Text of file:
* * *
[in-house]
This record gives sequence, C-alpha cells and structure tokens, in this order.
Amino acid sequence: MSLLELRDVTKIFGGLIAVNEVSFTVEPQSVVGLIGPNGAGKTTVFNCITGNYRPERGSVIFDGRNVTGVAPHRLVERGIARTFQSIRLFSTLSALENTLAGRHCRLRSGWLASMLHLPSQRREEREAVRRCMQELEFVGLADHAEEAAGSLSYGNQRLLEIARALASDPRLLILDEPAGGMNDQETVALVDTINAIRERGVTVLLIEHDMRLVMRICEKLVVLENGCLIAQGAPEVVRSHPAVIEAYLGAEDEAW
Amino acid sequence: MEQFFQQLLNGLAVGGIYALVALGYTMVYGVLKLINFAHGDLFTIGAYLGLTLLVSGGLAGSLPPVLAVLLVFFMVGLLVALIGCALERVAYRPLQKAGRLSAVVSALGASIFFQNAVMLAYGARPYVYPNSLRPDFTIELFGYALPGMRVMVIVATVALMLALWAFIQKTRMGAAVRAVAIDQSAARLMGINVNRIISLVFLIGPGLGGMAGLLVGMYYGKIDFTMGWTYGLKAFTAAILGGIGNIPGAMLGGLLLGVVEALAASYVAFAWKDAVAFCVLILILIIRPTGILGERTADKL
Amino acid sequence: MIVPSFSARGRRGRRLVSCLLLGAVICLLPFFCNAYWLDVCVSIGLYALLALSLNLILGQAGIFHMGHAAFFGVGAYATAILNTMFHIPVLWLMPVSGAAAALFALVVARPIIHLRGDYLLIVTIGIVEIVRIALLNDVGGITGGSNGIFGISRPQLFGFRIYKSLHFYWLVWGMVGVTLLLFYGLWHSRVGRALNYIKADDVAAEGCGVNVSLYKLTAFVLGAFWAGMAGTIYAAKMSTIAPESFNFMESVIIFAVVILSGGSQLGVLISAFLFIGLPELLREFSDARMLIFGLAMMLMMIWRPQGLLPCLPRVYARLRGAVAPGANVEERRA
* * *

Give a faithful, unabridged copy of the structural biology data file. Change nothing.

[in-house]
This record gives sequence, C-alpha cells and structure tokens, in this order.
Amino acid sequence: MSLLELRDVTKIFGGLIAVNEVSFTVEPQSVVGLIGPNGAGKTTVFNCITGNYRPERGSVIFDGRNVTGVAPHRLVERGIARTFQSIRLFSTLSALENTLAGRHCRLRSGWLASMLHLPSQRREEREAVRRCMQELEFVGLADHAEEAAGSLSYGNQRLLEIARALASDPRLLILDEPAGGMNDQETVALVDTINAIRERGVTVLLIEHDMRLVMRICEKLVVLENGCLIAQGAPEVVRSHPAVIEAYLGAEDEAW
Amino acid sequence: MEQFFQQLLNGLAVGGIYALVALGYTMVYGVLKLINFAHGDLFTIGAYLGLTLLVSGGLAGSLPPVLAVLLVFFMVGLLVALIGCALERVAYRPLQKAGRLSAVVSALGASIFFQNAVMLAYGARPYVYPNSLRPDFTIELFGYALPGMRVMVIVATVALMLALWAFIQKTRMGAAVRAVAIDQSAARLMGINVNRIISLVFLIGPGLGGMAGLLVGMYYGKIDFTMGWTYGLKAFTAAILGGIGNIPGAMLGGLLLGVVEALAASYVAFAWKDAVAFCVLILILIIRPTGILGERTADKL
Amino acid sequence: MIVPSFSARGRRGRRLVSCLLLGAVICLLPFFCNAYWLDVCVSIGLYALLALSLNLILGQAGIFHMGHAAFFGVGAYATAILNTMFHIPVLWLMPVSGAAAALFALVVARPIIHLRGDYLLIVTIGIVEIVRIALLNDVGGITGGSNGIFGISRPQLFGFRIYKSLHFYWLVWGMVGVTLLLFYGLWHSRVGRALNYIKADDVAAEGCGVNVSLYKLTAFVLGAFWAGMAGTIYAAKMSTIAPESFNFMESVIIFAVVILSGGSQLGVLISAFLFIGLPELLREFSDARMLIFGLAMMLMMIWRPQGLLPCLPRVYARLRGAVAPGANVEERRA